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Delhi meet to network regional human rights issues in South Asia, implementation of UN conventions

By Our Representative
The Working Group on Human Rights in India and the UN (WGHR), an influential Delhi-based advocacy group, is all set to set up a regional mechanism in order to ensure “effective" implementation of international human rights norms and standards in South Asia. Led by senior activist Henri Tiphagne, WGHR will be deliberating on the crucial issue on August 26-27 with several rights bodies across India at a workshop. A concept note for workshop participants said, though the region comprises over one-fourth of the world population, human rights violations in the region have met with “a stubborn stand on state-centred view of national sovereignty, insisting on the principle of non-interference.”
The note regrets, “Despite the grave human rights challenges in all South Asian states, the South Asian Association for Regional Cooperation (SAARC) has shied away from adopting specific mechanisms to address these challenges. SAARC has nevertheless adopted various instruments and conventions touching upon several aspects of human rights.” It underlines, human rights “are not explicitly guaranteed by the SAARC Charter”.
This is so despite the fact that all SAARC members, with the exception of Bhutan, have signed and ratified (or acceded to) the International Covenant on Civil and Political Rights (ICCPR) and the International Covenant on Economic, Social and Cultural Rights (ICESCR), two multilateral treaties at the core of the International Bill of Human Rights along with the Universal Declaration of Human Rights.
“Perhaps also compelling is the fact that all eight members are state parties to the Convention on the Elimination of All Forms of Discrimination against Women (CEDAW) as well as the Convention on the Rights of the Child (CRC)”, the note says, adding, “As such, these seven countries have multilateral obligations to reinforce the rights stipulated in these two covenants, which are all the basic human rights.”
Running into dozen-odd chapters, the note says that peoples of South Asia “share a common history of culture, social, linguistic, political and economic similarities”, yet “the region marred with mutual distrust, limiting people-to people contact”. It adds, “Most states inherited the commonwealth legacy after the end of the European colonial era. Newly independent states soon slipped into a series of confirmation over territorial and ethnic issues.”
The note says, “The region continues to grapple with extreme levels of poverty, inequality, illiteracy, unemployment, sectarian violence, extremism and terrorism resulting in serious human rights violations relating to torture, arbitrary detentions, disproportionate use of force by law enforcement officials, marginalization, of minorities, and violence against women and children.”
It underlines, “Instances of political persecution of critics, political opponents, journalists, and human rights activists are also a flagrant practice in many South Asian states. Endemic state corruption has also led to systematic abuse of social, economic, cultural, and environmental rights of large majorities of people. Manifestly, human rights abuse is a serious and pervasive problem in all South Asian States and is often met with impunity.”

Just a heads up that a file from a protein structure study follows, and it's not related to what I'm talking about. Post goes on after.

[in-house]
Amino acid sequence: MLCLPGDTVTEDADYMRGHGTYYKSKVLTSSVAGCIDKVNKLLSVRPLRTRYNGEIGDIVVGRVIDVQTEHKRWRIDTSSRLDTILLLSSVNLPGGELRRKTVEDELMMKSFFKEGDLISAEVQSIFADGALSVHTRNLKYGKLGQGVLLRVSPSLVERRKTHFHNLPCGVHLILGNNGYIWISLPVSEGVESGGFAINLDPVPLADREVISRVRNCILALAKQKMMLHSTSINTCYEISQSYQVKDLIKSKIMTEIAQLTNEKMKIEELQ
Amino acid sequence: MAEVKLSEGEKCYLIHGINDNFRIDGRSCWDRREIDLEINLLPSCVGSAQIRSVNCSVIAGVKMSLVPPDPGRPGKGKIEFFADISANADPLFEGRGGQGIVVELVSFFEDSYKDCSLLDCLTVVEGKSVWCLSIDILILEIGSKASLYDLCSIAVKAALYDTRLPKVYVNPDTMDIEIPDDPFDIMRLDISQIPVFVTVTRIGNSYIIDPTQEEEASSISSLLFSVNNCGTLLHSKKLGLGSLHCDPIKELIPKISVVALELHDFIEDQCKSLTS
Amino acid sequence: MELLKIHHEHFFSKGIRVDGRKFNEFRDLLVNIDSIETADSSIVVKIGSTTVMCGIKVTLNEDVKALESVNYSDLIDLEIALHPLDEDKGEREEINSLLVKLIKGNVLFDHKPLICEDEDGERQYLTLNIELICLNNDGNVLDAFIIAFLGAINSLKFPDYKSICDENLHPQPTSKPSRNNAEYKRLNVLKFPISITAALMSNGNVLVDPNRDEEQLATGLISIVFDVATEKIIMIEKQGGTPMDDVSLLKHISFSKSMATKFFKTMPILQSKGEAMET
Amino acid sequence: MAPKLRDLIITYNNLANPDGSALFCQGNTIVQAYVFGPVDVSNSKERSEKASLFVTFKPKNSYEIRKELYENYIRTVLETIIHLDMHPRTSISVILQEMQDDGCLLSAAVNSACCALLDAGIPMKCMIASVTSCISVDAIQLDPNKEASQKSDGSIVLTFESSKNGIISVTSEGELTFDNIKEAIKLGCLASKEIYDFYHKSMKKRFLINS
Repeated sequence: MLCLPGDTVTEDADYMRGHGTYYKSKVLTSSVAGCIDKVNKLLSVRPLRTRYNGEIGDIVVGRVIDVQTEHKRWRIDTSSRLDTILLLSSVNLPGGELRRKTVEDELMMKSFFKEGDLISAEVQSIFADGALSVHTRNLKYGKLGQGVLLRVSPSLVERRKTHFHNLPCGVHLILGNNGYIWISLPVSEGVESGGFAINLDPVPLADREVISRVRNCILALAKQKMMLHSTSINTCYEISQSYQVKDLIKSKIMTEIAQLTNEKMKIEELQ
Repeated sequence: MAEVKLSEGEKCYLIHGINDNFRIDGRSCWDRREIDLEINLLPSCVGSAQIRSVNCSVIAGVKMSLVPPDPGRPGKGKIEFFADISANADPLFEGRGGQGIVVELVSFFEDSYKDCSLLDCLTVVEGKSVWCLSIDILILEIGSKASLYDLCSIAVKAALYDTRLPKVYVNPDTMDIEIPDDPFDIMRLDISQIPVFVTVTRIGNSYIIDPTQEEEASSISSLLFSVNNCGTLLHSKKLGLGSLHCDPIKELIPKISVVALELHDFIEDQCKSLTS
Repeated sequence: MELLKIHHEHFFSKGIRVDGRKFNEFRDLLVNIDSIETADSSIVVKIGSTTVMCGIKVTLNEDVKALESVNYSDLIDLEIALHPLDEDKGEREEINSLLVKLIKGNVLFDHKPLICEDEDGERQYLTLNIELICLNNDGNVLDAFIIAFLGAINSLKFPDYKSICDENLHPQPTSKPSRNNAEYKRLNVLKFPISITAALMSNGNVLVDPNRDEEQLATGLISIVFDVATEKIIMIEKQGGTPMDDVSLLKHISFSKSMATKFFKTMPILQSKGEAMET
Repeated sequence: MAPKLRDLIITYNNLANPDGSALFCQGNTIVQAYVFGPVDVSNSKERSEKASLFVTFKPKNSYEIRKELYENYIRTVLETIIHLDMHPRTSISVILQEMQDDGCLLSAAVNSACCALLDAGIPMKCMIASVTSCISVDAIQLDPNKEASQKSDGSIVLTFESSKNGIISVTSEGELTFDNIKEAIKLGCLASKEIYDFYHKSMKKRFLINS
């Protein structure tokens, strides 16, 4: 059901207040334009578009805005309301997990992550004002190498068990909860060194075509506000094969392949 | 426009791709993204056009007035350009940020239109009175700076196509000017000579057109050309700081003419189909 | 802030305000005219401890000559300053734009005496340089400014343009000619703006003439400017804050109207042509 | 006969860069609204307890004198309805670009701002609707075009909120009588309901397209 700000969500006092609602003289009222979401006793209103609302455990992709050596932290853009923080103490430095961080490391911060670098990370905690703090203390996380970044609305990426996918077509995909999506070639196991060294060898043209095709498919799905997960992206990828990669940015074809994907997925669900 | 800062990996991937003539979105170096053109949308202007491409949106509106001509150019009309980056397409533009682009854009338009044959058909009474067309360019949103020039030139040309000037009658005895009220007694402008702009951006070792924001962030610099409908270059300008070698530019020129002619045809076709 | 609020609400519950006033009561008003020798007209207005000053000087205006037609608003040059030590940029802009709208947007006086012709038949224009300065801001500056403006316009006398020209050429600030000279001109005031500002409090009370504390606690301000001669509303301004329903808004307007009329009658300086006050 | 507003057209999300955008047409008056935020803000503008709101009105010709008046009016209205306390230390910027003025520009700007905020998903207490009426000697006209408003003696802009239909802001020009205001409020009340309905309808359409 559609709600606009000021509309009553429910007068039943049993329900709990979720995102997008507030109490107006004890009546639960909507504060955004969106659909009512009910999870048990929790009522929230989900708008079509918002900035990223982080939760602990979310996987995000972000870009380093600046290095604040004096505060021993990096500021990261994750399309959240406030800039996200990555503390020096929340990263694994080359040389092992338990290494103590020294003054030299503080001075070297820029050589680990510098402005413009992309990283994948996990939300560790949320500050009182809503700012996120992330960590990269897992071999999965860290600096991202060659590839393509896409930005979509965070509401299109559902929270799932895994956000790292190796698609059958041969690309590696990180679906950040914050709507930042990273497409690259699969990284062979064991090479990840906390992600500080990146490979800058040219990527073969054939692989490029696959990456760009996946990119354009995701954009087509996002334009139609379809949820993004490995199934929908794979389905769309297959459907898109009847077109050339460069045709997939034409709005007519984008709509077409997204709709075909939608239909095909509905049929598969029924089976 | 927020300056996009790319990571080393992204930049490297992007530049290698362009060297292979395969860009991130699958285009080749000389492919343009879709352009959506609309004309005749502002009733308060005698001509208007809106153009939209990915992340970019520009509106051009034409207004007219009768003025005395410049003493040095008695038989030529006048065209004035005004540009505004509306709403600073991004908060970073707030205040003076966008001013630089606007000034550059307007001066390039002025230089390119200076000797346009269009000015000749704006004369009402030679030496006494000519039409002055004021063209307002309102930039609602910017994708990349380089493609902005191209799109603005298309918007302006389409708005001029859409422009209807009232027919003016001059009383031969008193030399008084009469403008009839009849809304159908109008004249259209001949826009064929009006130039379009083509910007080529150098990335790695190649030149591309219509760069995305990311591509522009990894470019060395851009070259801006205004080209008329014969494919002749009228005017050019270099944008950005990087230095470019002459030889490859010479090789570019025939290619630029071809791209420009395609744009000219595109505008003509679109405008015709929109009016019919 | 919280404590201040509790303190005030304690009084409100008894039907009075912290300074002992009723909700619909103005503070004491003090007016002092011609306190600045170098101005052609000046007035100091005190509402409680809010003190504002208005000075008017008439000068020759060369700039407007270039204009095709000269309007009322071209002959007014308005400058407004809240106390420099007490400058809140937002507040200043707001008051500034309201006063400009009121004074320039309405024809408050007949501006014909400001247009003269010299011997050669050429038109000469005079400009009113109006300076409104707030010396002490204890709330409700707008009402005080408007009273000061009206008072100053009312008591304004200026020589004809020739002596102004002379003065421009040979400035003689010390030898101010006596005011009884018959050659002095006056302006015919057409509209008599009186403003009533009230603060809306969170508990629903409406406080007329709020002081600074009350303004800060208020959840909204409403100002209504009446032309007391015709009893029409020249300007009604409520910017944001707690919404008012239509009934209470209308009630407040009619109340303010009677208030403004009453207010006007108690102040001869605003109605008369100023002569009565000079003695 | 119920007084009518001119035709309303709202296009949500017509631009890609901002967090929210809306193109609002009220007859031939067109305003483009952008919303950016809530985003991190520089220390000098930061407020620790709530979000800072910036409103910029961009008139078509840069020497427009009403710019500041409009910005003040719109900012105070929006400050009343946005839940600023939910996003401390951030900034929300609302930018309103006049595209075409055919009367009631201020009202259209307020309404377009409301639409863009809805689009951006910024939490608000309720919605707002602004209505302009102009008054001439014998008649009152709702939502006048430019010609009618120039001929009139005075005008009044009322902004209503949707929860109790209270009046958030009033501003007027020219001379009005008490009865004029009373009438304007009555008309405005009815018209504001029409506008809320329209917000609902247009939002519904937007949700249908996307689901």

Saying that “trans-border human rights violations” are a major area of concern, the note says, “South Asia witnesses a surge in such cross-border violations in the form of instances of violence in border areas, trafficking, abuse of migrant workers, pollution caused by massive developmental projects and water sharing disputes. Domestic incidences involving religious, ethnic or linguistic groups may also cause ripples in states that share such similarities.”
It adds, “Domestic systems and courts are often not structurally equipped to handle and remedy these issues. The region is riddled with the lack of independent, impartial and efficient institutions to address human rights violations. Despite the existence of national human rights institutions (NHRIs) in most countries in South Asia, human rights abuses have largely been unchecked.”
Pointing out in this context that a regional mechanism is as an “appropriate complement to the international and national human rights systems”, the concept note says, it can be an important value addition aiding the collective furthering and implementing internationally recognized norms and standards for human rights.” In fact, it can play “crucial role” by “facilitating the development of complementary human rights norms and standards that are of concern to the states in the region” and fill in “the lacunae in the reach and influence of national and international human rights institutions.”
“If properly funded and provided with an independent mandate, a regional human rights mechanism can play a crucial role in the promotion and protection of human rights throughout the region. By actively promoting and protecting human rights through facilitating human rights education programmes, awareness campaigns and other informational activities the mechanism can generate greater reach, acceptance and respect for international norms”, the note says.

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